Boxing


Jamie Kang Strives To Be King

30.03.07 - His birth name is Jameson Bostic. His friends know him as Jamie Kang. In boxing, he is rapidly becoming known as the sports best kept secret. Three-time world middleweight title challenger Robert Allen (38-5, 27KO) will find out the hard way on April 18, when he squares off against Bostic in their scheduled super middleweight matchup in Hoffman Estates, IL. There is no title at stake, not even a guarantee of advancement in the rankings. It's risk now, reap the benefits whenever..

Bostic (10-3, 7KO) is optimistic the benefits will come sooner than later, with a win next month in Illinois .

"I feel like this is the big break my career has needed," says Bostic, who has won seven straight. "I feel really good about my chances here. It's a big test for me. With this fight, training changes. With a win, everything changes."

A lot has already changed in the career of the beanpole southpaw. At 6'4" and boasting an 81" reach, it's nearly impossible for Jamie Kang to sneak up on the super middleweight division. But a 2-3 start to your career makes it a little easier to secure fights and have people consider you an afterthought.

Originally fighting out of the Bedford-Stuyvesant section of Brooklyn (a.k.a. Do-or-Die Bed-Stuy), Bostic rushed his way to into the pro ranks, finding out the hard way what it takes to survive in the game.

"I only had five amateur fights when I turned pro," says Bostic. "I was thrown in tough, taking fights I probably shouldn't have taken with such little experience. But those fights helped me become a better fighter, helped prepare me mentally for the challenges that lie ahead."

After scoring a 1st round knockout to begin his career in December 2003, Bostic hit a rough patch. An upset stoppage win over fellow Brooklynite Kevin Cruz was sandwiched by three close decision losses, two of which came against still-undefeated light heavyweights Max Alexander and Sean Corbin.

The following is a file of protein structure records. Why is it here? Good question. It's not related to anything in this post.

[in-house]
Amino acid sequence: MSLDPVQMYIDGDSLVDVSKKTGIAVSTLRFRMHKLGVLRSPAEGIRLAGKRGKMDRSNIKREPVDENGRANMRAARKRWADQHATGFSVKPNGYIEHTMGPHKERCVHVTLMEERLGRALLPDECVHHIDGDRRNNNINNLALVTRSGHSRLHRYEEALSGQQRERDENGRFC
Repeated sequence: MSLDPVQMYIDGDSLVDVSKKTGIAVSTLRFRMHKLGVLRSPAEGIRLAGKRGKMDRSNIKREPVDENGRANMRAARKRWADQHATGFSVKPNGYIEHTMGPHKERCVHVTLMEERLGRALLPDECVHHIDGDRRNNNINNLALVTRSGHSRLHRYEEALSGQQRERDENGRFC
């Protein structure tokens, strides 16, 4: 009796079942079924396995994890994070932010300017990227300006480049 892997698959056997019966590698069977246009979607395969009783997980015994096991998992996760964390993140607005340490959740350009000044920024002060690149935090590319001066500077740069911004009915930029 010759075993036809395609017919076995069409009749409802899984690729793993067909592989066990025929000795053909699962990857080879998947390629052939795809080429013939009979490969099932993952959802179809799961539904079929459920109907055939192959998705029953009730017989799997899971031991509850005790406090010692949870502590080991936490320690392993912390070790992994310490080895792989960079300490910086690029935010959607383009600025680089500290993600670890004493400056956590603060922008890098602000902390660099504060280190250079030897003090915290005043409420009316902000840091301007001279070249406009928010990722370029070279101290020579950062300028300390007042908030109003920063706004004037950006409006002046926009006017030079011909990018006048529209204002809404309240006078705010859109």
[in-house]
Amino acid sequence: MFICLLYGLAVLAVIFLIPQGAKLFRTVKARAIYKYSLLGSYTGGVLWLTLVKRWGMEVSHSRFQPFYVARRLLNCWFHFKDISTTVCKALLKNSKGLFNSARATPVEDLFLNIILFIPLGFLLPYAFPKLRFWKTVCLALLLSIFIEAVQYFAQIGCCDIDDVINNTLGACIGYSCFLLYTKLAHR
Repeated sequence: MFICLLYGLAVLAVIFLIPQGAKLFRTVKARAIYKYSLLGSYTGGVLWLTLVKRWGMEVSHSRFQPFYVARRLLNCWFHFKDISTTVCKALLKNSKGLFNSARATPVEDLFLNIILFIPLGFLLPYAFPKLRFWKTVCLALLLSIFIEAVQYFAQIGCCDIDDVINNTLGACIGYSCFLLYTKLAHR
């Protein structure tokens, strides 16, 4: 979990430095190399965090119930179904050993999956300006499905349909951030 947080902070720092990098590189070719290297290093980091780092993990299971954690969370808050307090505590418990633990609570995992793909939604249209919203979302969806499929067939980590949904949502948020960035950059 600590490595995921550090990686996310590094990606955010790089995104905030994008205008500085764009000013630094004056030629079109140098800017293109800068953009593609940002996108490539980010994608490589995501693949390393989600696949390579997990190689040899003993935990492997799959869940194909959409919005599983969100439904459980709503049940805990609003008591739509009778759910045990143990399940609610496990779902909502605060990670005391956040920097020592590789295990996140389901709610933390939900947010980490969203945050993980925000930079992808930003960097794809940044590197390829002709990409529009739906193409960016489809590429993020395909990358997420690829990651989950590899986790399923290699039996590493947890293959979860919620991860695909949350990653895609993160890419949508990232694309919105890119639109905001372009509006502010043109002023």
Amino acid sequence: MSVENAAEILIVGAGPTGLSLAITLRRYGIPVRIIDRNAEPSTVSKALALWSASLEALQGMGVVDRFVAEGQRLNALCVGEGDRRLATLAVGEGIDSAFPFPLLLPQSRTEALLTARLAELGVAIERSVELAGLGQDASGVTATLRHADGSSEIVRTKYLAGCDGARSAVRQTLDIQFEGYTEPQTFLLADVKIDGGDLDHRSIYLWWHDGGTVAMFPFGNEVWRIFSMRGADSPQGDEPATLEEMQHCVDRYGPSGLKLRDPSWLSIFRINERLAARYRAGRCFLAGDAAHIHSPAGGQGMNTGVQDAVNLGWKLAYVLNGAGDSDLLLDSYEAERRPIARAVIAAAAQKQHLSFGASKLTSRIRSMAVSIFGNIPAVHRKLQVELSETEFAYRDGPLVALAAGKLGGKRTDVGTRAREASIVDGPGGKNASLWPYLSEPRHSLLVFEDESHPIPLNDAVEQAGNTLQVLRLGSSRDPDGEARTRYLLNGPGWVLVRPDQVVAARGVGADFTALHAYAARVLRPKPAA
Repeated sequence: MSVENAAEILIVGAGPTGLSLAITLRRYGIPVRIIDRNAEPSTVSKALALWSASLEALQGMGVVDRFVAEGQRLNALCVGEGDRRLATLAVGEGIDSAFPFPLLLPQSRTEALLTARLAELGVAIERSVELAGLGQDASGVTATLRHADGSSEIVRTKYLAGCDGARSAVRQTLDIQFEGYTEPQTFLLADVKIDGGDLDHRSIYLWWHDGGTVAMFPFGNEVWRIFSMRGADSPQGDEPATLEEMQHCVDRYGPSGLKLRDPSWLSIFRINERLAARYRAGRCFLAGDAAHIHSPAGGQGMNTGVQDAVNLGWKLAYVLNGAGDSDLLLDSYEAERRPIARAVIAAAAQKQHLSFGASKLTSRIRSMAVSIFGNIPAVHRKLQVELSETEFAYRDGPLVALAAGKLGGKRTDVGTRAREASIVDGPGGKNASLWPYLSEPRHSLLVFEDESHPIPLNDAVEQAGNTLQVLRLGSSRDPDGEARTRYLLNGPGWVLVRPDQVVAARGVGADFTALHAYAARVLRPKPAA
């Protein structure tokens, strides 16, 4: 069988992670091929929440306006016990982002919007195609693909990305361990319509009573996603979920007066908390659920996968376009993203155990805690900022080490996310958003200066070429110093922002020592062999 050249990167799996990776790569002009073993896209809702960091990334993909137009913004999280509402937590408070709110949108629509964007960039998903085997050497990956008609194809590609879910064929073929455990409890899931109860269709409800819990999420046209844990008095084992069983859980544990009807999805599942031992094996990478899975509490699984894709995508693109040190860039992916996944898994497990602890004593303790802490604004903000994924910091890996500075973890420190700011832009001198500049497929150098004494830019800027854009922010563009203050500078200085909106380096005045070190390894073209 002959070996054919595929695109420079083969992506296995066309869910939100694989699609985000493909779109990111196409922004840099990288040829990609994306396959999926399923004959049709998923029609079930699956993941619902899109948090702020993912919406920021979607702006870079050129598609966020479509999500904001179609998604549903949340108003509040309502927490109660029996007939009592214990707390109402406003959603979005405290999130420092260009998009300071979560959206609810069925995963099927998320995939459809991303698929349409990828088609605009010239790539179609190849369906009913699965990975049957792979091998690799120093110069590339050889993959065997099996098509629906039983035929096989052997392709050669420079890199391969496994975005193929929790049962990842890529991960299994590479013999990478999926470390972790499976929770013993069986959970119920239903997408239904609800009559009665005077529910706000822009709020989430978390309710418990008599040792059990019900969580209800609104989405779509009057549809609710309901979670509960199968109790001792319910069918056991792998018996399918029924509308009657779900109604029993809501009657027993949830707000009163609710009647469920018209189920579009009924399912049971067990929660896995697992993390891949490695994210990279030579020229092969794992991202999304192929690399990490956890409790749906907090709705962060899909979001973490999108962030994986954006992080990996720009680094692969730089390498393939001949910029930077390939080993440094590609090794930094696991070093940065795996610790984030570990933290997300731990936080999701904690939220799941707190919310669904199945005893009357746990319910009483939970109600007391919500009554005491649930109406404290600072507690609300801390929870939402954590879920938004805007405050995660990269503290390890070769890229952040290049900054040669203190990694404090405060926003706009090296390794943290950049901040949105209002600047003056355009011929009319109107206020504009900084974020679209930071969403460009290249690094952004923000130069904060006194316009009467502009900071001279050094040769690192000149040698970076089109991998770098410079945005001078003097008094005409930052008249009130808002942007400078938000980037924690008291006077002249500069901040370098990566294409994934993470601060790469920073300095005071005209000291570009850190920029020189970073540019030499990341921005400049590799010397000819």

Still, no excuses. The learning curve was over. Get your head straight or get out of the game.

"I had to change the way I approached the sport," Kang admits. "My mental approach to the sport is different. By moving from New York to Florida, I've been able to dedicate my whole life to boxing."

The results speak for themselves. Eight straight wins, including several over budding prospects. His true mettle was tested in a September slugfest against then-unbeaten southpaw Juan Carlos Lamberti.

Bostic left himself open early in the first round, and was put on the canvas for the first and to date, only time in his career. He shook it off and not only survived the round, but made Lamberti pay dearly in the end. A single shot a minute into the fourth round iced the Puerto Rican for the full ten count and then some.

That fight put Bostic on the map, informing the world that his skills run deeper than his record suggests. He hopes to further send that message on April 18 against the veteran Allen, who has won 15 of his last 16 bouts. eHe

"I look at the fight as big step up, a good way to build my record up. He fought Bernard Hopkins three times, and has a lot of tricks up his sleeve. I'm getting ready for this fight like no other. I want this win, and keep going after bigger and better things, including anyone in my way to the top."

With the fight less than an hour from Chicago, Bostic hopes to send a message to at least one rising undefeated prospect in particular.

"I want Donovan George, I want that fight so badly. I really want him. He's undefeated and is well promoted. Everyone thinks I'm the better fighter, but he gets the headlines and the notoriety. I want to take that from him. I want everyone to remember my name."

Jameson Bostic - or Jamie Kang. Take your pick, then run for cover.

The Jameson Bostic- Robert Allen bout serves as the co-feature attraction to a seven-fight card on Wednesday April 18, presented by Hitz Boxing and the Sears Centre Arena.

Article posted on 31.03.2007



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